As Eskom moves to draft a comprehensive plan for ending the protracted electricity crisis, a series of interesting proposals are emerging on ways to end load-shedding over the coming two years.
Most commentators agree that there is an urgent need to accelerate the introduction of new electricity generation and storage capacity as Eskom’s overutilised and undermaintained coal fleet effectively decommissions itself.
Given their time-to-deploy, cost and funding advantages, new electricity will have to arise over the period in the form of wind and solar photovoltaic installations, both rooftop and utility scale, with battery energy storage adding system flexibility.
There is also emerging consensus that relying on the long- promised recovery in the coal fleet’s energy availability factor (EAF) would be reckless, as it would hinge on a dramatic reversal in a trend that has been in place for several years at a time when enormous monetary, system space and skills impediments remain.
It would probably be more useful to declare several units to be officially decommissioned, so that maintenance priority can be given to those newer or larger units with the highest stabilising impact.
From that smaller and more realistic base, the coal fleet’s EAF will normalise to within international-type benchmarks, the true supply-demand gap will be plain to see, alongside the one that will arise with further decommissioning.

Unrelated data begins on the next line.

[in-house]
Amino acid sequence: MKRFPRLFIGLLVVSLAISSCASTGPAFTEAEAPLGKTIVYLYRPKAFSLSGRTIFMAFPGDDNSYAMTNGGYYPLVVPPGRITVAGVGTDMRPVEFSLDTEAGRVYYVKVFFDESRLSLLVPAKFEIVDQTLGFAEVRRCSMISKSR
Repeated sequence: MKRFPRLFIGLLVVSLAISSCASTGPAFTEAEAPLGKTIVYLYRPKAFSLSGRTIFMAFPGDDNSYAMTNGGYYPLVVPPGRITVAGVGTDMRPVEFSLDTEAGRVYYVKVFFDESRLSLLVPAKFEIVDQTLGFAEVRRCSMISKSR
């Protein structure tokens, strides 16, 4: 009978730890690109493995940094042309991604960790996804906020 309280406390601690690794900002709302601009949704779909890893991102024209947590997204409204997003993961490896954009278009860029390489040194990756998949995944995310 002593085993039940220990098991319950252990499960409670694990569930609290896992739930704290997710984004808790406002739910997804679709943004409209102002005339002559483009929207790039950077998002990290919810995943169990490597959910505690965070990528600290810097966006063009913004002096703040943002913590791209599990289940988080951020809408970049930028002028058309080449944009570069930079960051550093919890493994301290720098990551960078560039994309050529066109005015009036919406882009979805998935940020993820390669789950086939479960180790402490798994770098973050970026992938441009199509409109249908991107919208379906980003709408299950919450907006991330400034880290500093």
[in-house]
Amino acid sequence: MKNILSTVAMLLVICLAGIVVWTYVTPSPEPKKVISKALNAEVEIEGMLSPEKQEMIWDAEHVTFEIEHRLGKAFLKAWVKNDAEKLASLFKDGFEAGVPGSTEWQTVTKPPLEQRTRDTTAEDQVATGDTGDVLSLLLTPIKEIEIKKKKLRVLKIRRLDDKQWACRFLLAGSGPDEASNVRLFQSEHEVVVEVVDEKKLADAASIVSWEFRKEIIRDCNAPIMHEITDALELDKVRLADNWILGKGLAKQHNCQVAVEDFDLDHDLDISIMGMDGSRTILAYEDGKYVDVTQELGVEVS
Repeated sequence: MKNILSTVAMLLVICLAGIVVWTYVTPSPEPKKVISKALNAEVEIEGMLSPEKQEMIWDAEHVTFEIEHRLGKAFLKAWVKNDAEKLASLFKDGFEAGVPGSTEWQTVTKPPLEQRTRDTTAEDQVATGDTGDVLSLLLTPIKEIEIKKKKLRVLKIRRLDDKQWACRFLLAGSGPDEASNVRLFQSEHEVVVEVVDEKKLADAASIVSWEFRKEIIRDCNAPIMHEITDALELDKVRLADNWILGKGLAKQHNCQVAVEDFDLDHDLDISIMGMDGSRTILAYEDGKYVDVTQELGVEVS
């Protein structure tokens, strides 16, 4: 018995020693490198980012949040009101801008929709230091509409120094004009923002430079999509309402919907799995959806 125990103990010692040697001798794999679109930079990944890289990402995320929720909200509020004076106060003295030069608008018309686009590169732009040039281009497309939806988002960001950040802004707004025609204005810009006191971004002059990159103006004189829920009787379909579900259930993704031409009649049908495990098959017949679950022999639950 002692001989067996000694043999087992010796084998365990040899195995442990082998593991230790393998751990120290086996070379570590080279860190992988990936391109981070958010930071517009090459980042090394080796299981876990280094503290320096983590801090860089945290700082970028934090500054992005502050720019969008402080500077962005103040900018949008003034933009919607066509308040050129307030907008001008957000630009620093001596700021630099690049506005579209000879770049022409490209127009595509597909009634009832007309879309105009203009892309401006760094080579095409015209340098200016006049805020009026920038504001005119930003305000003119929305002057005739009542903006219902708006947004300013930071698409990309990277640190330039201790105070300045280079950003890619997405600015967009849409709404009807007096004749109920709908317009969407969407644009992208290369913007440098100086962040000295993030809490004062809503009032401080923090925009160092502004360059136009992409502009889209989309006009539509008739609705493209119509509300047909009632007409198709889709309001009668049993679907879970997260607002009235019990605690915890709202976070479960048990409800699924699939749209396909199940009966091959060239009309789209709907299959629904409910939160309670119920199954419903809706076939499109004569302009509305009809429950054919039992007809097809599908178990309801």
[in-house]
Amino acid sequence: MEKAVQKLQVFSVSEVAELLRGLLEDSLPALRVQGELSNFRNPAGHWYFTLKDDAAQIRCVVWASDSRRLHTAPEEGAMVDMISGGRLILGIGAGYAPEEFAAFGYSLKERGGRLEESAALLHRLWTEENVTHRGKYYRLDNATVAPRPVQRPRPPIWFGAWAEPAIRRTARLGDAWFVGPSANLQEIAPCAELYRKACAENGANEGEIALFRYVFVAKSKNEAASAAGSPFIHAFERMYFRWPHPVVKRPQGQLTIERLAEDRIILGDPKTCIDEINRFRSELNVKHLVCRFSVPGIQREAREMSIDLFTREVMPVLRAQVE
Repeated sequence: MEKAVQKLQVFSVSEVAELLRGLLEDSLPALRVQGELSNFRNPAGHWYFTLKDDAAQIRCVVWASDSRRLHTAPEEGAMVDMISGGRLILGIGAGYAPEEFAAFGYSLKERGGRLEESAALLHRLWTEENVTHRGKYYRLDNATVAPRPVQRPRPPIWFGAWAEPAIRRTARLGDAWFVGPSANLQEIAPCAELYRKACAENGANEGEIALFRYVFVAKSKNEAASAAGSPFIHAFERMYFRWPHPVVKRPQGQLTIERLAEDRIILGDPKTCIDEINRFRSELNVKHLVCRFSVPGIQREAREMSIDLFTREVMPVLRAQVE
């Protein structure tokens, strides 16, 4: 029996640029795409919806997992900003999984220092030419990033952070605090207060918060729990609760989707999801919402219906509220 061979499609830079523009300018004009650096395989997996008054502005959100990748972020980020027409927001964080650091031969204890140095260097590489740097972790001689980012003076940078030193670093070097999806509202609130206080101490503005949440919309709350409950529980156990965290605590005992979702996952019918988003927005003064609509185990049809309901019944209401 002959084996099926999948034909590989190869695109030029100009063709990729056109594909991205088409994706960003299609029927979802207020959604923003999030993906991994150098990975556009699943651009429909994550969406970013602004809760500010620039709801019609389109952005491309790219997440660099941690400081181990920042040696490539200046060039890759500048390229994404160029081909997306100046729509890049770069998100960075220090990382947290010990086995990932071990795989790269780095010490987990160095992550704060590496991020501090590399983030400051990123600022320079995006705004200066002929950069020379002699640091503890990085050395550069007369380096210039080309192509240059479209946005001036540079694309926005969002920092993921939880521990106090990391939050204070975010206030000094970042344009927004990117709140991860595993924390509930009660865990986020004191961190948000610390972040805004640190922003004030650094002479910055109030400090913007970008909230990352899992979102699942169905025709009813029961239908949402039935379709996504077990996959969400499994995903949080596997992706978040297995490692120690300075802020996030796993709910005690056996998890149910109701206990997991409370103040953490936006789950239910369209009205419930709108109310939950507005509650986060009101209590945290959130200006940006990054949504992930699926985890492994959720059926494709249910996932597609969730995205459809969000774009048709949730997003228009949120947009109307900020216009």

With the role of coal in ending load-shedding settled, attention can then be given to accelerating the introduction of new energy and capacity by easing any and all impediments to such a roll-out by independent power producers, municipalities, companies, individuals and Eskom, particularly where its repowering investments are aligned with the just energy transition.
There may be some debate as to whether emergency powers are required to stimulate such an acceleration and there is even more debate about which entity is best placed to oversee such a response.
There is far less debate, however, on the importance of grid access to this process.
Here, Eskom and its Generation Connection Capacity Assessment (GCCA) should be deployed more deliberately to guide the procurement of large-scale projects and to direct the siting of distributed generation assets.
One relatively simple way to do so would be to use the GCCA to inject a spatial dimension into the procurement of new electricity – and to do so purposely, rather than by default as is currently the case as transmission constraints emerge in key renewables regions.
This is not to say that significant grid investment is not necessary; it most certainly is. However, building it out into the Cape provinces will take time that South Africa simply does not have on its side.
By cutting our procurement coat to our current grid cloth, bidders would have vastly improved grid-connection visibility and certainty, Eskom would be able to ramp up the provision of budget quotes and the construction of new generation and storage assets can proceed at a speed and scale commensurate with the crisis.